Southern Illinois town honors the miners of Herrin Massacre in 1922 with a fitting memorial
A quiet Southern Illinois town has finally laid the ghosts to rest. Home to one of the nation’s deadliest labor conflicts, where victims were sent walking down the city streets and humiliated beyond measure of cheering onlookers before their throats were slit and they bled to death, the Illinois town finally gave a fitting memorial.
Most of the victims of the terrible Herrin Massacre — three union coal miners on strike and 20 replacement workers and guards — were buried in June 1922 in unmarked graves in an old pauper’s field at the city cemetery. They lay there forgotten in time and a desire to not call undue attention to it in a town that’s a union stronghold.
Since 2009, a local talk radio host’s sustained campaign to honor a World War I veteran among the massacre victims led to an excavation of the grave site and the city started to change its approach. This week, the anniversary of the mass burial, Herrin will unveil a monument that names 17 of the victims.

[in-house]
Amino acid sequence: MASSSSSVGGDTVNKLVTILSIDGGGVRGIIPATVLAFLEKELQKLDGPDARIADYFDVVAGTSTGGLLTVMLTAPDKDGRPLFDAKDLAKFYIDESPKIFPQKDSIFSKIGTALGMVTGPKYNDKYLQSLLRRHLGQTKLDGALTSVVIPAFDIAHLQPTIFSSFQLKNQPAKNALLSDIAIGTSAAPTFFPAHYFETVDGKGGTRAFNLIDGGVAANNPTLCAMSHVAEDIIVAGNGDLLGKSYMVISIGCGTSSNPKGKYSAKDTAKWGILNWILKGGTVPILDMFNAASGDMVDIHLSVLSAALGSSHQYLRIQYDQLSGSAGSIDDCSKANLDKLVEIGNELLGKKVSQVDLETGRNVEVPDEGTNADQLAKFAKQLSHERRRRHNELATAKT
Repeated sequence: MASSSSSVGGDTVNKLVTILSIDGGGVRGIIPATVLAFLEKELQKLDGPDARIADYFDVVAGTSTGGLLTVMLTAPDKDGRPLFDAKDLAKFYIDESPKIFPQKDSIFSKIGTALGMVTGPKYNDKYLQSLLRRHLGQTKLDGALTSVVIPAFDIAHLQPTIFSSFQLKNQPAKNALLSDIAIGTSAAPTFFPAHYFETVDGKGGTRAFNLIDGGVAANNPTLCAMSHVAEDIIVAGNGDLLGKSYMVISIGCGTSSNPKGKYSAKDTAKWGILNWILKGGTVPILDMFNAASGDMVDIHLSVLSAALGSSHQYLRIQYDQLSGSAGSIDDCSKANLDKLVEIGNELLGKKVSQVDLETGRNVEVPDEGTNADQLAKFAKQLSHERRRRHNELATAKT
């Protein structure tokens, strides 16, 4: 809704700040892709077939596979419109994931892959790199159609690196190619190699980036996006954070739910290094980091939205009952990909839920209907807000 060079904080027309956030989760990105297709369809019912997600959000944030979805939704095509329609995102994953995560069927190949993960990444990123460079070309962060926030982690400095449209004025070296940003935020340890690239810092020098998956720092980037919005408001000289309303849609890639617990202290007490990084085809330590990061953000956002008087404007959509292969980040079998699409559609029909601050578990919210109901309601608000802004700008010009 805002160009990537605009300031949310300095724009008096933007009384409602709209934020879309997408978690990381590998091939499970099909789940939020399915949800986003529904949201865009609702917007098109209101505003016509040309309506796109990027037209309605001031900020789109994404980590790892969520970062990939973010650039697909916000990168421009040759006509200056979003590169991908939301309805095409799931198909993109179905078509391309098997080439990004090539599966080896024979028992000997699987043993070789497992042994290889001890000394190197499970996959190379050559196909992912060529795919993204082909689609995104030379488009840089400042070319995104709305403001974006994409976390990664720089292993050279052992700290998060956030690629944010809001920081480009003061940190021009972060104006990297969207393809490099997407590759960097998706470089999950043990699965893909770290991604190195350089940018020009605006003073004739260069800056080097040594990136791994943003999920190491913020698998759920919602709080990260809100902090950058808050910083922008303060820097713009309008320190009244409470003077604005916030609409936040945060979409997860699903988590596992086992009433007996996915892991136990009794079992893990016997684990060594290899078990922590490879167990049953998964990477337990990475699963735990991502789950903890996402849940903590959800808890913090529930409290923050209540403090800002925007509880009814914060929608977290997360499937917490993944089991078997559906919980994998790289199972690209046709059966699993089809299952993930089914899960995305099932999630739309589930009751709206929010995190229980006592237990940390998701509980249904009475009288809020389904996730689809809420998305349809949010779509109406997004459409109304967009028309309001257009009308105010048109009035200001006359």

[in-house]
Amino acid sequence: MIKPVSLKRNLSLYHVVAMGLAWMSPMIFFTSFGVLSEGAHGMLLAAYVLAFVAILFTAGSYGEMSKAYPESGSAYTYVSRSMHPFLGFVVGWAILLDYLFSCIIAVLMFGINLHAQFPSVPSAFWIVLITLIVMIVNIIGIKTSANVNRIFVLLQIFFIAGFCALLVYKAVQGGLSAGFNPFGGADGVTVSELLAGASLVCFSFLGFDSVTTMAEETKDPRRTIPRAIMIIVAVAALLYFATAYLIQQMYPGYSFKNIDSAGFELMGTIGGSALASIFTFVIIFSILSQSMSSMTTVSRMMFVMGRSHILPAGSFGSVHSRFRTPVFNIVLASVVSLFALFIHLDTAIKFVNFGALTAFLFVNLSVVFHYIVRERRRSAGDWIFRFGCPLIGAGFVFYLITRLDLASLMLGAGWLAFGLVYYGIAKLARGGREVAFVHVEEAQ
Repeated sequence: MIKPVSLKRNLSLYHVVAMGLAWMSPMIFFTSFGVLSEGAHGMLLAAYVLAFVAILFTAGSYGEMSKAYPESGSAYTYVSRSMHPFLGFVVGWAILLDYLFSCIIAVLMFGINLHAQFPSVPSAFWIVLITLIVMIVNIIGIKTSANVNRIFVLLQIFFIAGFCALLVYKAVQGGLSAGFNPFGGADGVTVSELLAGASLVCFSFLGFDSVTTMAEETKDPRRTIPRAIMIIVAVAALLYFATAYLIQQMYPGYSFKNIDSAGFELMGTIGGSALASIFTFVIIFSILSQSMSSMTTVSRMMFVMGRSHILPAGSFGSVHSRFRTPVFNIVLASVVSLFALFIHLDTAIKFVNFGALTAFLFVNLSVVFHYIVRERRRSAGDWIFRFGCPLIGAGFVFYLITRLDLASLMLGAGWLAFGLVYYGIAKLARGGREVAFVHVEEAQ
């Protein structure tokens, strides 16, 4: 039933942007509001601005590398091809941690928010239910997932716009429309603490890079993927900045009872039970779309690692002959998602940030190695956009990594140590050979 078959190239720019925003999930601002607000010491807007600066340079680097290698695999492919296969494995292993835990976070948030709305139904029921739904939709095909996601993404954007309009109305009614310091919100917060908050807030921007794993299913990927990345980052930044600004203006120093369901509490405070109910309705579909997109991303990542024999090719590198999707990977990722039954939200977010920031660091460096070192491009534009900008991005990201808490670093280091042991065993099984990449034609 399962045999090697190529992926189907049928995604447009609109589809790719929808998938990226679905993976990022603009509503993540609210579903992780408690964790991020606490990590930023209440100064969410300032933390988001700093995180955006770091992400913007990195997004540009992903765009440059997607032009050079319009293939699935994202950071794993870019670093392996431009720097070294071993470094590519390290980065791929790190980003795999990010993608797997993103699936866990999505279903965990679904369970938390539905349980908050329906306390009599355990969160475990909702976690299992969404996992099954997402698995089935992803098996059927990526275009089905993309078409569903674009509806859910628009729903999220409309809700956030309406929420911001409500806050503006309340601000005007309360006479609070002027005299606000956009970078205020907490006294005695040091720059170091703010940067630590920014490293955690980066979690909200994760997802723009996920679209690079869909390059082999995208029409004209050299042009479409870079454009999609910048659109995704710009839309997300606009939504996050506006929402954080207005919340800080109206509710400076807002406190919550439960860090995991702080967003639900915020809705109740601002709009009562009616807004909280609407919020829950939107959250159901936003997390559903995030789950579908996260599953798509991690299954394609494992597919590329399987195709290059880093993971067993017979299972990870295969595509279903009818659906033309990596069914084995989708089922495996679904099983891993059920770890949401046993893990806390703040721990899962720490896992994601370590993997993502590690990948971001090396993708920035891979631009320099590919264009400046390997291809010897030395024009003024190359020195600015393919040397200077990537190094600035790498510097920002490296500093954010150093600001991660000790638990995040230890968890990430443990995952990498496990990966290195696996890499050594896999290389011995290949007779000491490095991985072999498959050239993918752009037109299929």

Everybody wanted to sweep it under the carpet. “No one mentioned the massacre. It was a black day,” said retired miner Bill Sizemore, 59, who said he didn’t know about it for most of his life. “The people of Herrin weren’t proud of this episode.”
“However, now the attitude is changing,” said Sizemore, a city council member with deep roots in the coal community who helped his colleagues come around and build the memorial. “The city of Herrin has finally laid the ghosts to rest and embraced its past with a memorial.”
For a long time, that wasn’t the case. Scott Doody, the former radio host who enlisted geologists, a forensic anthropologist and a retired county sheriff, said he was threatened with arrest by the then-Herrin Mayor Vic Ritter.